What happened to the 150 which were not good enough to even win a modest race, away from the glittering lights? Good question. 

That trainer is not alone. Huge numbers are the basis of the racing industry. There may be 1000 trainers in Australia. The sport is controlled by the big trainers with hundreds of horses on their books. The small guys pick up the crumbs.

It is the same with the birds. Mark Gilbert sent (and paid for, to be fair) over 300 pigeons to ONE race from the Continent last year. Multiply that by half a dozen races, and multiply that by half a dozen professional flyers with that many birds, and the numbers are, enormous!

Same question. Where do the hundreds and thousands of 'non winners' go?

Blokes like us, with pigeons numbered in the dozens, we have slim to no chance of beating those numbers.

We are 'Pigeon fanciers'. The mugs who fund the administration, while the 'Pigeon racers' take home all the prizes. {pear}:smile:  

 

 

Regards

Murray.


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buster121
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Posted by: @murray

@andy123, That is all so true.

Like the horse racing game, the big guys are getting bigger.

One prominent racehorse trainer in Australia broke in 200 yearlings last year. Unsurprisingly, they won a lot of the important 2yo races. The older horses from previous years then won many of the other group 1 races. 

What happened to the 150 which were not good enough to even win a modest race, away from the glittering lights? Good question. 

That trainer is not alone. Huge numbers are the basis of the racing industry. There may be 1000 trainers in Australia. The sport is controlled by the big trainers with hundreds of horses on their books. The small guys pick up the crumbs.

It is the same with the birds. Mark Gilbert sent (and paid for, to be fair) over 300 pigeons to ONE race from the Continent last year. Multiply that by half a dozen races, and multiply that by half a dozen professional flyers with that many birds, and the numbers are, enormous!

Same question. Where do the hundreds and thousands of 'non winners' go?

Blokes like us, with pigeons numbered in the dozens, we have slim to no chance of beating those numbers.

We are 'Pigeon fanciers'. The mugs who fund the administration, while the 'Pigeon racers' take home all the prizes. {pear}:smile:  

 

 

Murray Mark Gilbert also sent one on several occassions and won the races entered, I understand what you are saying and agree but needed to show otherside of the coin

 


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killer
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Hard work never killed anyone ,lol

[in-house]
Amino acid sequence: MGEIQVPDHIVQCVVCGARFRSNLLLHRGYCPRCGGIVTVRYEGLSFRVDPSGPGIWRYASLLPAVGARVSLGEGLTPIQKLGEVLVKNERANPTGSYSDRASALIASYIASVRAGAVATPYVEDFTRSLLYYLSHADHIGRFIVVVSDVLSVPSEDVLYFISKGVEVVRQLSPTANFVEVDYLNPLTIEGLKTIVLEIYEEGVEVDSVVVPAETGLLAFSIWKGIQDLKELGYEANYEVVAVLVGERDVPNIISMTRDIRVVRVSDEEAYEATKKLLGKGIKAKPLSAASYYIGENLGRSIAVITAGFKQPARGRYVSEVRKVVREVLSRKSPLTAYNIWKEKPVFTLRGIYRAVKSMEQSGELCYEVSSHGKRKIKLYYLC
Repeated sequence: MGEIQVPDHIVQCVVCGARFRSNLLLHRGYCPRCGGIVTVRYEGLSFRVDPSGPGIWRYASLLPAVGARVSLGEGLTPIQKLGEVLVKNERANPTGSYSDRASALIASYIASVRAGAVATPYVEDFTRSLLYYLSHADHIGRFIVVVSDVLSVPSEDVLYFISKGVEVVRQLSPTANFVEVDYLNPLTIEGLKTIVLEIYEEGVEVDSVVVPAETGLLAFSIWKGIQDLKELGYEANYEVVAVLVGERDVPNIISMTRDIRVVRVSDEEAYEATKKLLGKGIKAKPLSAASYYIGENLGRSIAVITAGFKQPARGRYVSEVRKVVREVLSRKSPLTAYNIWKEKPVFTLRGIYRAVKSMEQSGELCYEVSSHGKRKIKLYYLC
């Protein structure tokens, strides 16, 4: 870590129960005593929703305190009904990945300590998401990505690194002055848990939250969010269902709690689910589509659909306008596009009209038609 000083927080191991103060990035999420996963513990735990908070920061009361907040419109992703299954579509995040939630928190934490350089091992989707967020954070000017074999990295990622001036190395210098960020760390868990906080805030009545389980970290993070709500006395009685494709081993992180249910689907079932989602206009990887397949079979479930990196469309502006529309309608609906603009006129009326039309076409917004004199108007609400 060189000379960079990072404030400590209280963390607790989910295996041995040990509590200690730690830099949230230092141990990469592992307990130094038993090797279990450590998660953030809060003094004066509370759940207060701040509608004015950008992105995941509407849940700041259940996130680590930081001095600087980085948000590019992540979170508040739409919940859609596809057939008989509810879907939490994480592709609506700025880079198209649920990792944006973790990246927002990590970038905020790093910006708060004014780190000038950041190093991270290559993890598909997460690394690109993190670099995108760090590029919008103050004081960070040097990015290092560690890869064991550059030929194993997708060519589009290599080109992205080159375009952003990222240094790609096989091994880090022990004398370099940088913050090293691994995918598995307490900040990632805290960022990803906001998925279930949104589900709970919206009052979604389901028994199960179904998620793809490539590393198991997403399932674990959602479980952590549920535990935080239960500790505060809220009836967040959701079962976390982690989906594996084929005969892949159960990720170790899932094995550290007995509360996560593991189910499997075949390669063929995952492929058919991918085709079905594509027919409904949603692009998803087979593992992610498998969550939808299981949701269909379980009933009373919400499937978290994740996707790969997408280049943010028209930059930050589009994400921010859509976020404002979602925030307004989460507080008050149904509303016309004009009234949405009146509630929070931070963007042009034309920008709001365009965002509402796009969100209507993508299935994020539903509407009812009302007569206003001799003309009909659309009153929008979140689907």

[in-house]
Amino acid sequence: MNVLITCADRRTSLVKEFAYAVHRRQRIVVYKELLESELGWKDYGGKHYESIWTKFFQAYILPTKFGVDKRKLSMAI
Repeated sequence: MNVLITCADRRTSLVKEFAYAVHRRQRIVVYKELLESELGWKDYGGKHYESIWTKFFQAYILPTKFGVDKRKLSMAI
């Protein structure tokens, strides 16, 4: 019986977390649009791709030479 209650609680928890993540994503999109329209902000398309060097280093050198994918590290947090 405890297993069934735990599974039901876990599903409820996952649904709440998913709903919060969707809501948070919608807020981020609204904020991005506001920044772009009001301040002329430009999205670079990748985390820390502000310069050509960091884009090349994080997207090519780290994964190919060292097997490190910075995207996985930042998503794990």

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Murray
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@buster121, absolutely, but my point is, the big guys have become very big indeed. Being able to send 300 pigeons to one race is astonishing!

 

Regards

Murray.


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killer
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As long as they pay there entree fee it’s more prize money for the winner ,that’s why I like pools ,you have to pick your clock bird ,


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Andy123
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Doesn’t worry me how many others send. I’ll just continue to send what’s right and select races. The big senders have still got to have them right. Where they do gain is in a bad race where they are more likely to have something get through. Also with a large team they aren’t so easily wiped out in a bad race. Other than that they are still there to be beaten. 


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buster121
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Posted by: @murray

@buster121, absolutely, but my point is, the big guys have become very big indeed. Being able to send 300 pigeons to one race is astonishing!

 

100% agree mate


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grizzlecock
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Posted by: @killer

As long as they pay there entree fee it’s more prize money for the winner ,that’s why I like pools ,you have to pick your clock bird ,

doesnt work like that here...they take money out the entry fees to put into prize money.. nat clubs that is..even little clubs do it ..and usually they make you pay1or2 pound extra for your first bird on the sheet to boost prize money its a disgrace...

   these jokers do not have the intelligence to use 1in 4 pooling instead of 10/20 to 1 system....


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killer
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I can see the problem over there , here only one prize per loft ,to fair to the other guys racing ,let’s face it position in the short races count ,as does wind direction ,pools are the fairest way ,you must pick your bird ,& not try & buy the race , 

This post was modified 4 weeks ago by killer

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Andy123
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You can pool as many as you want, or can afford, over here. Both in section and open. 

We used to do a snowball in the Worthing club many years ago. You could only snowball one pigeon. That pigeon didn’t only have to be your first pigeon but also had to win the race. If the winner of the race wasn’t snowballed the prize money in that pool would roll on to the next week. If not won for a few weeks the pot could get quite big.